Gardens provide a source of seasonal nourishment, and they can serve as a beautiful pop of color that is joyful to admire. During fall, you may find yourself wondering how to add more electric color to your surroundings before winter. Flowering cabbage and kale are perfect companions for the change in weather, and regardless of whether they're spread throughout a garden, in a garden container or lining a walkway, these stunning bursts of a rainbow palette will charm you every day.
The aesthetics of flowering cabbage and kale complement many garden plants. They are even used as decorative food garnishes, as they are edible but have a bitter taste. Despite their name, they rarely put out real flowers And though they come in similar shades of bold green, blue, purple, pink and white, you can differentiate them by the leaves: Kale has ruffled, frilly leaves, while cabbage leaves are rounder and smoother. According to the UMass Amherst Greenhouse and Floriculture Extension and Better Homes and Gardens, some of the most well-known variations are the following:
--Tokyo cabbage: red or white leaves with a red center.
--Osaka cabbage: red or white leaves with a white center.
--Pigeon Red kale: red, pink, or purple leaves with a red center.
--Chidori White kale: blue-green heads with a white center.
--Glamour Red kale: red or purple leaves.
--Peacock Red kale: blue or green leaves with a red-purple center.
--Redbor Series kale: dark-purple leaves.
If planting them in a garden, Better Homes and Gardens recommends planting them alongside chrysanthemums, leadworts and pansies. The Dengarden site for home and garden enthusiasts notes that they make great companion plants "because they give and receive benefits." Try planting them with artichokes, beets, celery, peas, potatoes, radishes, cucumbers, lettuces, onions and spinach. Suggested herb plant pairings are as follows: garlic, basil, mint, rosemary, dill, chamomile, sage and thyme.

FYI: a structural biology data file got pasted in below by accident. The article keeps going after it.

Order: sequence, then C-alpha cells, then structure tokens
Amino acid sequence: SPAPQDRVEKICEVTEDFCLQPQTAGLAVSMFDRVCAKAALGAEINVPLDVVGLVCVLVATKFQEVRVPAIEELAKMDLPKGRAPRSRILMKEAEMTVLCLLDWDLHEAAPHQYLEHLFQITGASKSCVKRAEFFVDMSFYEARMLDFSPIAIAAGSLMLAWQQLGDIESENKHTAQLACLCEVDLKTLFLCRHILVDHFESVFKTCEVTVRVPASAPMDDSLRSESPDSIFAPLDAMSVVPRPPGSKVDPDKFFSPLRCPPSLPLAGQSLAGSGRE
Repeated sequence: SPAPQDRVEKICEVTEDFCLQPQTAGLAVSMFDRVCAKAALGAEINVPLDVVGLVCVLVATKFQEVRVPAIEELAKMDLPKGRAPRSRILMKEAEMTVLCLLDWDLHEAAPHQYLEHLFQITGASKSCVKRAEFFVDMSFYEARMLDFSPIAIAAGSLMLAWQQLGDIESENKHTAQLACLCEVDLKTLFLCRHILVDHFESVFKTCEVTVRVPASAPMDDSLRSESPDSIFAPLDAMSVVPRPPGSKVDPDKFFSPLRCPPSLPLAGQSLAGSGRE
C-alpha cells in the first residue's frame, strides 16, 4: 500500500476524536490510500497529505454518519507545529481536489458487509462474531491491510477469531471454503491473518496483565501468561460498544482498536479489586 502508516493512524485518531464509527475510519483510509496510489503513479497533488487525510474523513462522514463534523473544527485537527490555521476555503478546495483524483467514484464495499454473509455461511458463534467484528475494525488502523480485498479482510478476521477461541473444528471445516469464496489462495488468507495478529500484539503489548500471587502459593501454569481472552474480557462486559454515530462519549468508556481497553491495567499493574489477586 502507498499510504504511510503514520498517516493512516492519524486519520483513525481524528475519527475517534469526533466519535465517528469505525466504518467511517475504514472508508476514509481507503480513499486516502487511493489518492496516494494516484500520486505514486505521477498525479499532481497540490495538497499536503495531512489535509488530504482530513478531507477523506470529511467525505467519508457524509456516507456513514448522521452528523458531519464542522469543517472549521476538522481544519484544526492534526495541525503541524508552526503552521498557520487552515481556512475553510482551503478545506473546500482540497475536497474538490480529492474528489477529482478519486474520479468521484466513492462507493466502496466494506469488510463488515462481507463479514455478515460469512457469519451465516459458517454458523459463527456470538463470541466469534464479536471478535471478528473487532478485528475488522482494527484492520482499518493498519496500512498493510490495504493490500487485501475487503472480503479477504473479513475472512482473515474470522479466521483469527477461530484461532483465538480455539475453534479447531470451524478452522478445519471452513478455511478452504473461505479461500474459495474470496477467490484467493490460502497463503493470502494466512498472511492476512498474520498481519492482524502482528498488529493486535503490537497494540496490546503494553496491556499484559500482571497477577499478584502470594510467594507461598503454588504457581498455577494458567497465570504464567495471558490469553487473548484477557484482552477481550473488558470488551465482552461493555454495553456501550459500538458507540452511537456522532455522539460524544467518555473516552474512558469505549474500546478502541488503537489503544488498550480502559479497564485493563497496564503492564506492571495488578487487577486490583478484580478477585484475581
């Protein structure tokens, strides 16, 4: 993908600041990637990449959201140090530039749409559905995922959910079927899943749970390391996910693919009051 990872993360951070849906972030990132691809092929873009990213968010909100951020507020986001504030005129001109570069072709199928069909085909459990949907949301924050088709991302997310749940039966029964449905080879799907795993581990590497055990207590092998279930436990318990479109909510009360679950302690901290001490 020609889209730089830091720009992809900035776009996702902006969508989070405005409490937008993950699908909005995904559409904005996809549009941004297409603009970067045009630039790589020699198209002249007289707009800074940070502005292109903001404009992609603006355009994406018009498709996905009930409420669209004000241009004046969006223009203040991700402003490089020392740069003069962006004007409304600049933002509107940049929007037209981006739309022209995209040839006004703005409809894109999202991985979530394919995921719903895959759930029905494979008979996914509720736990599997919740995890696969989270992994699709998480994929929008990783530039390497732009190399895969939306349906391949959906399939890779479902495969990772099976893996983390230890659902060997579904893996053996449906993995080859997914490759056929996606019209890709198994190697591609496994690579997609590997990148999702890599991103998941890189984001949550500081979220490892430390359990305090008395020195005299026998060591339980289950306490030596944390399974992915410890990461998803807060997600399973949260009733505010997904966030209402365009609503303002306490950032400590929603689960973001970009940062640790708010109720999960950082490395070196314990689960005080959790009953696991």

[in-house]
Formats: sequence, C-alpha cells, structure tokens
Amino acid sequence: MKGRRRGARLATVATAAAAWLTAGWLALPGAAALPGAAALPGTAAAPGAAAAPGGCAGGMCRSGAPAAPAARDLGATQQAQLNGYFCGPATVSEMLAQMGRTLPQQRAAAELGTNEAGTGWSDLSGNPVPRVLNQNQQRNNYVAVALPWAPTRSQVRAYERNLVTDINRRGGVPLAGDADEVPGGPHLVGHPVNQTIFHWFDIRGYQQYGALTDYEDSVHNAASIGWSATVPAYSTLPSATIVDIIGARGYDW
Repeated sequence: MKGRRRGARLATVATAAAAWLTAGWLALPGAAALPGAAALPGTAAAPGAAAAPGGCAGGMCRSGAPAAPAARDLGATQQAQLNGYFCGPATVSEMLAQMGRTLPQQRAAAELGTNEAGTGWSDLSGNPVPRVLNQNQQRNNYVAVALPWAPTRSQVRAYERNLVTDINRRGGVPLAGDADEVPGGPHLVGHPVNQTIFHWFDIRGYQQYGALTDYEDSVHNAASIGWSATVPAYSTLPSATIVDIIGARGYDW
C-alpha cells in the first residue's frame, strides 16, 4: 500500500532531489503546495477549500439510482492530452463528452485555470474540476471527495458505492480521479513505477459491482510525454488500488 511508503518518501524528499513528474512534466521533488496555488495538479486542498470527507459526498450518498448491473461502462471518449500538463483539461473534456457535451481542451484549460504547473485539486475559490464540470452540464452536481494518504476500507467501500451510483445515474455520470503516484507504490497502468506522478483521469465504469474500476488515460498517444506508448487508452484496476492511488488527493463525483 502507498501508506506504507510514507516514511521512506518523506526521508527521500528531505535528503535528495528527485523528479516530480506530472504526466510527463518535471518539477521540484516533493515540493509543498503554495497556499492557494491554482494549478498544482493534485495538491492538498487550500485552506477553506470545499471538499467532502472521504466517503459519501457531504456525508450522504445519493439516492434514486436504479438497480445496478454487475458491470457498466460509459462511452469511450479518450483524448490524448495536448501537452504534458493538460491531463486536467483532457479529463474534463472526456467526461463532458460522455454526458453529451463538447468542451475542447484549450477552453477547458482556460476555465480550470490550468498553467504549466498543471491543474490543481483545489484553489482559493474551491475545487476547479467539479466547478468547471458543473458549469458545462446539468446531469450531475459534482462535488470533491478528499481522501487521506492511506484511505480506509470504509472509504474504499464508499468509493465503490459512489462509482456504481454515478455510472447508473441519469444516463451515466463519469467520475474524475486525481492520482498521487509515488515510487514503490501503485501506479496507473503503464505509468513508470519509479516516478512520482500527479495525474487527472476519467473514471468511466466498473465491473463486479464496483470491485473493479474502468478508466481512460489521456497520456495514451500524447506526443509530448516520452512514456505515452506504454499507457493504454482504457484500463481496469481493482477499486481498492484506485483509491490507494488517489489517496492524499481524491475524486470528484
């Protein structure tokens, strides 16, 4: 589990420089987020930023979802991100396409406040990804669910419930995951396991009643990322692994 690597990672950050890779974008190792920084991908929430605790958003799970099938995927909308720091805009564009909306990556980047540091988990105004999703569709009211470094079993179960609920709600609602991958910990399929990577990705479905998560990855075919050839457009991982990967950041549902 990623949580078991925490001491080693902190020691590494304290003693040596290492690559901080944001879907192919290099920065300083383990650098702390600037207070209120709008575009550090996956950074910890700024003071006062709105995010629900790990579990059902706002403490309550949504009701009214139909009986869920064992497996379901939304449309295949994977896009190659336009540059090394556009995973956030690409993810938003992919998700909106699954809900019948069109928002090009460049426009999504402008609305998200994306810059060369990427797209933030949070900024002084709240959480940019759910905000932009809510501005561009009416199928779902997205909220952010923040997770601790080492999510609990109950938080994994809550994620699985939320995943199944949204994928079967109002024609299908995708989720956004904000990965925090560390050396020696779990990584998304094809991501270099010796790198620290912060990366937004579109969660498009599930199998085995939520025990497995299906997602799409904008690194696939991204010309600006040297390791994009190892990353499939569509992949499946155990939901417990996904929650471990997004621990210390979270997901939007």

These decorative plants require relatively little care, namely consistent watering and keeping the soil moist. They are relatively bug- and insect-free; however, all plants are attractive to some pests. It's common for caterpillars, slugs, aphids and flea beetles to plan an attack and make their mark. Keep an eye out for holes in the leaves, trails of shiny liquid or other signs that they are being targeted. Treatment may vary depending on location, but detecting a problem early on is key.
Both of these ornamental plants thrive in cool seasons. When the temperature drops. Once the temperature hits lower than 50 degrees F, the true essence of these vibrant colors will begin to show. Though neither do well in the warmer months, you still want to plant them in an area where they will find direct sunlight or partial shade, for they won't grow as strong in the shade. Plant the seeds six to nine weeks before the first expected frost of the season, and in several months they'll grow to their full adult size. Plan ahead and you can have a beautiful blanket of color.
Customize your garden design with a full arrangement or freely spread accent of either plant. Since they can grow to be quite large, The Spruce says they "look especially good in a large planting, where their color really stands out." And since they grow low, they can serve as a walkway border or edging to protect your garden. Consider planting fewer plants in ceramic pots or window boxes, rather than scattered throughout the garden. Pinterest, Country Living magazine and Good Housekeeping magazine are inspiring places to start brainstorming and envisioning your perfect layout. They will help guide you through your garden goals no matter how green your thumbs are.
Adding color into your world can better your emotional well-being and trigger positive responses. Flowering kale and cabbage are flora and fauna that will put a little extra pep in your step no matter how gray it is outside.